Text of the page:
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Old Sat Dec 10, 2016, 11:33pm
BigCat BigCat is offline
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Join Date: Nov 2014
Location: Illinois
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Originally Posted by Adam View Post
Refusing to play is a specific situation that doesn't apply to the coach being instructed to leave. I've been part of that situation as a player, and it's different. There's a reason it says "shall" in this part.

Now, the sentence Billy puts in red is the important one here, and it's the one I would use. I'm going to give the AC every chance to get the coach off the court, but if push comes to shove, we can't be afraid to pull the trigger. This says "may" because there are other tools we can usually use to get there. If an official "suspends" instead of "forfeits," though, I'm pretty sure any sanctioned governing body is going to declare this a forfeit and not worry about the semantics.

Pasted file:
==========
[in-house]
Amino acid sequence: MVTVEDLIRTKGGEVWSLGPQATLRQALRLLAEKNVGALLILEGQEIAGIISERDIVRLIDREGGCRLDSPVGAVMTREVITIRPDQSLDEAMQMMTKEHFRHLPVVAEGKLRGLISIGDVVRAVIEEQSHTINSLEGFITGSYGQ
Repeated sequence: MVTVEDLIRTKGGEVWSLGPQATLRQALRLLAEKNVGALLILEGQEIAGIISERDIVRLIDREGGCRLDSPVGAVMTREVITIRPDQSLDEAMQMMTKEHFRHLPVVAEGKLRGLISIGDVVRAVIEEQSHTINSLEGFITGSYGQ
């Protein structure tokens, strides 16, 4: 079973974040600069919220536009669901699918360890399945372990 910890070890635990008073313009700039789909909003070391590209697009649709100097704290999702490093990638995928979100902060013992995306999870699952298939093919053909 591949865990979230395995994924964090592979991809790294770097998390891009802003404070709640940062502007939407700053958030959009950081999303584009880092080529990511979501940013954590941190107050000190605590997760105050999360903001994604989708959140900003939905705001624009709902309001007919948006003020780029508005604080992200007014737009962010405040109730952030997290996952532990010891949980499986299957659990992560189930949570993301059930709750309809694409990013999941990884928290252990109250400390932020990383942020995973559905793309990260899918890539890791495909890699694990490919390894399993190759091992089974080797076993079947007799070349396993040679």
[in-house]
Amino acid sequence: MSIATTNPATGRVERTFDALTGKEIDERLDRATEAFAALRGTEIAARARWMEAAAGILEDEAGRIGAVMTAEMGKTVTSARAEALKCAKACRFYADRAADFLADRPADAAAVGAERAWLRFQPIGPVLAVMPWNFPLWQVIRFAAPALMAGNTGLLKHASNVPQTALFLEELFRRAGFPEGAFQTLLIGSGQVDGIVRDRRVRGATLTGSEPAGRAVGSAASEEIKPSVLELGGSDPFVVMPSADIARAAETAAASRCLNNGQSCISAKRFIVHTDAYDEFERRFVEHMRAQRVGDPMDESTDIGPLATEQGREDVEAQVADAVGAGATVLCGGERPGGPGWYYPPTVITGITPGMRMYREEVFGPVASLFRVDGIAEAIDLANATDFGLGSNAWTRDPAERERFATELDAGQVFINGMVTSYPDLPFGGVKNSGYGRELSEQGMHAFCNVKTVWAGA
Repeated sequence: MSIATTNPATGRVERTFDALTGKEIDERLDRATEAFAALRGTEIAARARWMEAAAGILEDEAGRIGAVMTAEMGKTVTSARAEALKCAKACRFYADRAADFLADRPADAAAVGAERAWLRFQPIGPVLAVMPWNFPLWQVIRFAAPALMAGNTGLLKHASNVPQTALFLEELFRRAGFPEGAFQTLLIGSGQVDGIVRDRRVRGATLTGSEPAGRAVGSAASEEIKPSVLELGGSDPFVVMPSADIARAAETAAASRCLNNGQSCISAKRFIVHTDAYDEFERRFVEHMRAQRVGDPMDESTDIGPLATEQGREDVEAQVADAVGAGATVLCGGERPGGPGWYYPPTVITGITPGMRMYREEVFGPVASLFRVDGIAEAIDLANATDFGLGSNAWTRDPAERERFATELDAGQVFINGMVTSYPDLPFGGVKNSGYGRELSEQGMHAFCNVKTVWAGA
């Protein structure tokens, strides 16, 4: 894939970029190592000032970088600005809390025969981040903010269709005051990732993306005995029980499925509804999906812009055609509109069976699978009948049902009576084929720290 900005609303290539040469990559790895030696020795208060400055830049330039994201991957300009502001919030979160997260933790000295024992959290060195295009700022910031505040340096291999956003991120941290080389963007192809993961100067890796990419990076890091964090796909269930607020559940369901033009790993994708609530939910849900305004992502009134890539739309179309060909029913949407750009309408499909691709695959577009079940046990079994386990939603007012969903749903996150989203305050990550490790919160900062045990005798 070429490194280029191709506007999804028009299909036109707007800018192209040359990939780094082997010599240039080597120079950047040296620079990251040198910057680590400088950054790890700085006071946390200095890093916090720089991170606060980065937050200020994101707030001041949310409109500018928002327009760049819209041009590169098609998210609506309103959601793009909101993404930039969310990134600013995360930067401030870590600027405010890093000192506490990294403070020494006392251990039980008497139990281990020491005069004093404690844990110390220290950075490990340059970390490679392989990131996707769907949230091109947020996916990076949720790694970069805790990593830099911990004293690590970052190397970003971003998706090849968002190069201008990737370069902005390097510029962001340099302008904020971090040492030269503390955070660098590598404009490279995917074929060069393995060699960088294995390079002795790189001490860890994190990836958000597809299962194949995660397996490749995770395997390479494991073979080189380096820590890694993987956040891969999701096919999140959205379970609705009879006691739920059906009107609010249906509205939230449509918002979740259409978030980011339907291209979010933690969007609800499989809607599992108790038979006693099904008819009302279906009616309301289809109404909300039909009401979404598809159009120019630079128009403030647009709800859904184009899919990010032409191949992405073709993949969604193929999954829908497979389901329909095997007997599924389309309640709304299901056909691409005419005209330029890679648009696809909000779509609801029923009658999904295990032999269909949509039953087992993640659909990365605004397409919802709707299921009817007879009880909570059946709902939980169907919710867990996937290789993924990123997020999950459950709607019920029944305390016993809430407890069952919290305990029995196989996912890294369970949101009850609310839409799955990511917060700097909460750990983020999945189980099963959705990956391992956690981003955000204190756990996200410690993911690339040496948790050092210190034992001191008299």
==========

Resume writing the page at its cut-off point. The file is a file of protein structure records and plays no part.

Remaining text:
Is refusing to play a holdover from prehistoric days? Mine. Team behind has to come out and pressure. Team behind on offense has to break 28 foot mark...Can't remember. I was just popping off because somebody said never ever forfeit a game. As if it were a crime to do so. NCAAM is shall for these.

Last edited by BigCat; Sat Dec 10, 2016 at 11:36pm.
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